Are you a musician? Is your group having issues? Ask Fan Landers! Critic Jessica Hopper has played in and managed bands, toured internationally, booked shows, produced records, worked as a publicist, and is the author of The Girls’ Guide to Rocking, a how-to for teen ladies. She is here to help you stop doing it wrong. Send your problems to her — confidentiality is assured, unless you want to use your drama as a ticket to Internet microfame.
Hey, my name is Adam and I’m in a band called Walter & the Conqueror and I was wondering how can my band get more shows or if you could help my band get some shows. We just released an album and now all we need is some exposure.
See also: How Does a Small Band Book a Tour?
Making things happen for your band is going to be much more than a simple matter of exposure. “Some exposure” really puts the onus on everyone else just happening to pay attention to your band. I mean, it’s laudable that you just wrote to me and straight up asked if I could get you some shows–asking for what you want in a direct way is always worth a shot–but getting your band exposure and gigs are your job and no one elses.
So, you live in Hood River, Oregon, as of Sunday, May 5th, 2013 have 555 likes on Facebook, a serviceable website and appropriate Internet presence. Going by YouTube and Google results, you have played a few festival and club gigs around Portland. All of that seems totally on par for a small, virtually unknown local band; you are right where you should be.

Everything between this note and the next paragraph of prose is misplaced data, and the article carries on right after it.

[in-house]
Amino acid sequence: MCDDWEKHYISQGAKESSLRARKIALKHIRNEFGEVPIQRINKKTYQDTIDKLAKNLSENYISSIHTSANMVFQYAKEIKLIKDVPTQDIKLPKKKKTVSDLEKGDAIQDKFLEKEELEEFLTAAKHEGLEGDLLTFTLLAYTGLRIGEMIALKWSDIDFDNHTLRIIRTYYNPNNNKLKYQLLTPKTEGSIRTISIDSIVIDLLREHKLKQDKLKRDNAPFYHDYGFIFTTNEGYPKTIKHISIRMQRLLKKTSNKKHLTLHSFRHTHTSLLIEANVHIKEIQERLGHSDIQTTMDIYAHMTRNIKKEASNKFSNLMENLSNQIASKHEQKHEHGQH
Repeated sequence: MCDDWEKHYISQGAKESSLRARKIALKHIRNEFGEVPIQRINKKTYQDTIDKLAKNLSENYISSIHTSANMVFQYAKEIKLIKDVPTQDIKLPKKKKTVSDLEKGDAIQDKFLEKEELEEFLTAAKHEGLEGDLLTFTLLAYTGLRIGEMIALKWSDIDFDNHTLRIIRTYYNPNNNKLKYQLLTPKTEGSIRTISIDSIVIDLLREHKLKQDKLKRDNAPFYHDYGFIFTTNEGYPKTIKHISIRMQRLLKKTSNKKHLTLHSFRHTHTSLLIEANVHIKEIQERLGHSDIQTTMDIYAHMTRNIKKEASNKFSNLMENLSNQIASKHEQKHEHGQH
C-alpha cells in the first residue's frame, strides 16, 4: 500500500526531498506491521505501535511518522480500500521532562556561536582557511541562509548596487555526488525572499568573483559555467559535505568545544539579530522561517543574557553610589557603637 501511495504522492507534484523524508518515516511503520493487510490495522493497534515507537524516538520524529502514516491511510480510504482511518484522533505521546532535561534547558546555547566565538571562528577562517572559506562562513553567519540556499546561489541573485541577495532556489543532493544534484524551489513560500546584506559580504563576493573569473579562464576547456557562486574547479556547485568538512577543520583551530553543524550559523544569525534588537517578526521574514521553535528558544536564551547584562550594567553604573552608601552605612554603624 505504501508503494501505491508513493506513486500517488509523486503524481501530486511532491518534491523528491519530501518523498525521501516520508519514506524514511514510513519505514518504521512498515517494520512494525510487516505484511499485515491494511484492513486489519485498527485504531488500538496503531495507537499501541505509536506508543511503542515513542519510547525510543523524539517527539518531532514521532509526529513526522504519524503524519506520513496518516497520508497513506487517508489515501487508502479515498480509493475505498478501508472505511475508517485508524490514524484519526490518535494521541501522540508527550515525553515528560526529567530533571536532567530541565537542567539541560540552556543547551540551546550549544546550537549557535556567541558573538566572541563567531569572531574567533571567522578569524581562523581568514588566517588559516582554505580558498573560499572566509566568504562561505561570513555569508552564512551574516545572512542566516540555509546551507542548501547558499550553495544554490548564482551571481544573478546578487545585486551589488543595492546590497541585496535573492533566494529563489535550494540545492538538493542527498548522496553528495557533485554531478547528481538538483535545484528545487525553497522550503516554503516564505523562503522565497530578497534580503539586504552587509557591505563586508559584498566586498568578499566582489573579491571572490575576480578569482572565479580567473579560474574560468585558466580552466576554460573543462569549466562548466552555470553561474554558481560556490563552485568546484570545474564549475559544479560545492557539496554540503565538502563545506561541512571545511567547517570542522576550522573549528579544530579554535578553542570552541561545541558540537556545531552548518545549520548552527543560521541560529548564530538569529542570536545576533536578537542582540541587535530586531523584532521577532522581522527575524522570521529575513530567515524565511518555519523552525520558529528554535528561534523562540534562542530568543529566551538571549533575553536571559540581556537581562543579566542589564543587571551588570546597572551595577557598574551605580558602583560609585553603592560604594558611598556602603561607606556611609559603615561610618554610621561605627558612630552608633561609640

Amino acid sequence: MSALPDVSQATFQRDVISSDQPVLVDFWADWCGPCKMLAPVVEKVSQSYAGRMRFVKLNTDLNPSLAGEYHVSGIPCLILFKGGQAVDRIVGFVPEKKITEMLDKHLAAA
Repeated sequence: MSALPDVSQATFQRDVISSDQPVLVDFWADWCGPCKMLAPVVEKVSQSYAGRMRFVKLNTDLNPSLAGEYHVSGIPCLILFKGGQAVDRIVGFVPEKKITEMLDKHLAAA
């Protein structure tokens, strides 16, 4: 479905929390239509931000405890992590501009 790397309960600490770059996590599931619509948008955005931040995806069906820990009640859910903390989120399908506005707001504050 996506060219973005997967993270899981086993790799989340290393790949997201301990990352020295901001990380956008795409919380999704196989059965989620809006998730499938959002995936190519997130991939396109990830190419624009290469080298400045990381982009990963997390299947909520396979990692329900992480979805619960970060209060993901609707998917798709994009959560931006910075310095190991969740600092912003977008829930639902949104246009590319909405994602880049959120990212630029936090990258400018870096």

You guys obviously know how to get gigs, so I need’t instruct you on how. (Though if you truly do not know how, consult the archives of this fine column for a how-to). More gigs? Intensify your efforts in all the logical ways. Befriend the dudes who live in your local party house, hit up the bookers you already deal with and let them know you are down to play Monday nights and if they do throw you a bone, let them see how effective you are at promoting a show and can drag 39 people out to see you open. Become an asset to the Hood River scene and find a place to start putting on shows for your band and others–promoting nights at clubs, putting together shows for touring bands, or doing it basement style. Be the nice band that other bands like to play with and when they have the opportunity, you and you’re band are who they call to play their show. Or text, which, going by your website, is the way you prefer to book shows.
Bigger picture–your band, while competent, is pretty generic. Also, the teddy bear on your album cover confuses things, though perhaps that was your intent. Depending on the kind of gigs you want to play, your hard rock sound could help or it could hinder. A lot of people might be super into a sort of “blues-licks Creed covers 30 Seconds To Mars” kind of band–though the underground clubs in Portland are likely to be more interested in acts that are more unique and original. There are plenty of places for a young, traditional post-grunge hard rock act to play–you just have to sniff them out.
All that being said, judging by your videos you guys are maybe in high school (or freshly out) and perhaps so are your fans–don’t sweat exposure or trying to make it right now. Goofin’ in some half-lousy high school band for fun is always the things grizzled rockstars look back on as their purest, most ideal musical times in their memoirs. No one has fun once you get to the part where you tour on a plane, even though that’s probably what you are dreaming about now. Savor the innocence of your motivations now, so you may properly weep when you are some old, prematurely jaded John Mayer-type and you hear Mellencamp croon, “Hold on to sixteen as long as you can,” because he is too right.
Sure, some bands blow up young, but wait until you drop out of college or graduate and are working some really shitty job, because then you will be truly motivated to make it happen for whatever band you are in then and it will be that much easier.